5 Ways to Build Customer Profiles

customer-profiles1It’s important to know who is reading your emails. Where do they live? Partnered, single, high income? Do they drive to work, have kids in school? If you know the factors that influence how they interact with your brand, you can deliver specific email promotions that can greatly influence conversions and lead generation.

Here are 5 ways to gather information about your customers so you can more effectively market by email.

1. Track click-throughs – Use your analytics to keep track of who responds to what kind of links, what time of day and day of week, and for what products.

Doing this gives you measurable results from your emails, so you know exactly how effective your ads are with hard data. You can do A/B testing within sub-sets of your database if one type of email format or subject header isn’t working.

2. Use Subscription Forms to sign up to the newsletter. Start with basic information and only a few required fields, like name, company, and email address.

The first engagement with your brand should be easy and not feel like a chore. Make entering information flow by offering drop-down menus for fields like address.

3. Build an app. Apps are an excellent way to gather information because they’re opt-in customer touch-points that the customer uses over days, weeks, or months.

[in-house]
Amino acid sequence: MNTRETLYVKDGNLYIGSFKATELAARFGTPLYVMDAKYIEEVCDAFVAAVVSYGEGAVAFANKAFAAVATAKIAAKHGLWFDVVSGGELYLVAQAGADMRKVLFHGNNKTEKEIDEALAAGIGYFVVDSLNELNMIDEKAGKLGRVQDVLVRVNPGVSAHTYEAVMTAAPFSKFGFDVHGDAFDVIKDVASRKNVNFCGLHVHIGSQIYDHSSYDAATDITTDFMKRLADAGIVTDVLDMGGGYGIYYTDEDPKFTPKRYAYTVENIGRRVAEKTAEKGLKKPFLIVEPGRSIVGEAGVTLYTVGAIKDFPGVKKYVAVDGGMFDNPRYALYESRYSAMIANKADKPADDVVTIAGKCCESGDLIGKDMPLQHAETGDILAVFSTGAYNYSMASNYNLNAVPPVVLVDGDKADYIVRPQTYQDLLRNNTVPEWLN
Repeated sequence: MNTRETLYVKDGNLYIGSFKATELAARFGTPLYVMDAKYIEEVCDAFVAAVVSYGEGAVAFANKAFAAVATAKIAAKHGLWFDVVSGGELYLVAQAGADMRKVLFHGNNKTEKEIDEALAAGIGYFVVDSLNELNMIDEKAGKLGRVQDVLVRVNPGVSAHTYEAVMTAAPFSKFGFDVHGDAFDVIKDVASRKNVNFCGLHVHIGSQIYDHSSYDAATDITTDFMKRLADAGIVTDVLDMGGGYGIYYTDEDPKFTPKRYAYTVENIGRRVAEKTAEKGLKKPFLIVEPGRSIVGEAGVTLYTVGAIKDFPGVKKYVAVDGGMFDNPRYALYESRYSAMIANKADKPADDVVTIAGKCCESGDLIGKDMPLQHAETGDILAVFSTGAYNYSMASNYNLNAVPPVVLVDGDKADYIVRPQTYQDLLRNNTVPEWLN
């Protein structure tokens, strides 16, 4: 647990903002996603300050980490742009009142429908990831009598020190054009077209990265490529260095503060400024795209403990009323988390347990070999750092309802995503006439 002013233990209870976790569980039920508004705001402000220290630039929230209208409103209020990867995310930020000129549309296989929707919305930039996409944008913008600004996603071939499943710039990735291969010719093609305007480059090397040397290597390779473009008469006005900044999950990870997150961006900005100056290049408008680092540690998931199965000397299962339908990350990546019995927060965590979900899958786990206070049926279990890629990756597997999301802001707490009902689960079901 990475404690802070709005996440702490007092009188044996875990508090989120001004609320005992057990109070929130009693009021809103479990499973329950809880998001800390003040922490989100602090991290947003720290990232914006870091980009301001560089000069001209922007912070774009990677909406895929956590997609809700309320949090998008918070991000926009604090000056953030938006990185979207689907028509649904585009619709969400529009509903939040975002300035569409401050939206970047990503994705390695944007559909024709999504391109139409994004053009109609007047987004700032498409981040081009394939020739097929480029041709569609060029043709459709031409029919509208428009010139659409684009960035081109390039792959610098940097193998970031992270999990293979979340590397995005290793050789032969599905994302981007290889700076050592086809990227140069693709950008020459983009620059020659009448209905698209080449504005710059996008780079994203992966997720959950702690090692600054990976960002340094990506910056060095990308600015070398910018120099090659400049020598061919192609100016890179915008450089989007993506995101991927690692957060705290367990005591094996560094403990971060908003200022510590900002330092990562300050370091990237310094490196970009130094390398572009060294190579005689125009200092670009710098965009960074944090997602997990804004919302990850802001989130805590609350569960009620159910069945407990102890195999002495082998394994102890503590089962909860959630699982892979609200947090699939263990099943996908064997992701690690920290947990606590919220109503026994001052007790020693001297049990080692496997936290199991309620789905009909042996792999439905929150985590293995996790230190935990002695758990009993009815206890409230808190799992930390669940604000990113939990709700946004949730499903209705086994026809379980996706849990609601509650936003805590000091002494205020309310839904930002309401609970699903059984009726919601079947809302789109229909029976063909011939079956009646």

Integrate your customer app profiles with your customer email database (your ESP can help you maintain updated databases).

4. Use progressive profiling on your website. Use forms that retain information from repeat website visitors so they don’t have to re-enter information. When you employ this method, you ask for basic information first — name, company — and move on to more specific information, sometimes triggered by customer behavior. For example, an HR representative would input different answers than a salesperson. You would then know to send different email offers to these two people.

Progressive profiling is effective based on the drip marketing idea: prospective leads are unlikely to fill out a whole survey all at once. Since they are visiting your site by their own volition, there is some buy-in, so answering a few questions over time (usually in response to clicking a link for a download or white paper) is a natural response to their elevated engagement with your brand. Over time, this continued buy-in can convert to a sale.

5. Know Your Influencers. Identify the email subscribers who open every email they receive and purchase high volumes of your product. These people are probably high influencers, who forward your emails and talk about your product on social media. Don’t these people deserve a thank you?

They’re also useful in the ‘canary in a coal mine’ sense, as core users who speak first when you’ve made a bad marketing decision. Consider sending your core users surveys when you are considering making a change.

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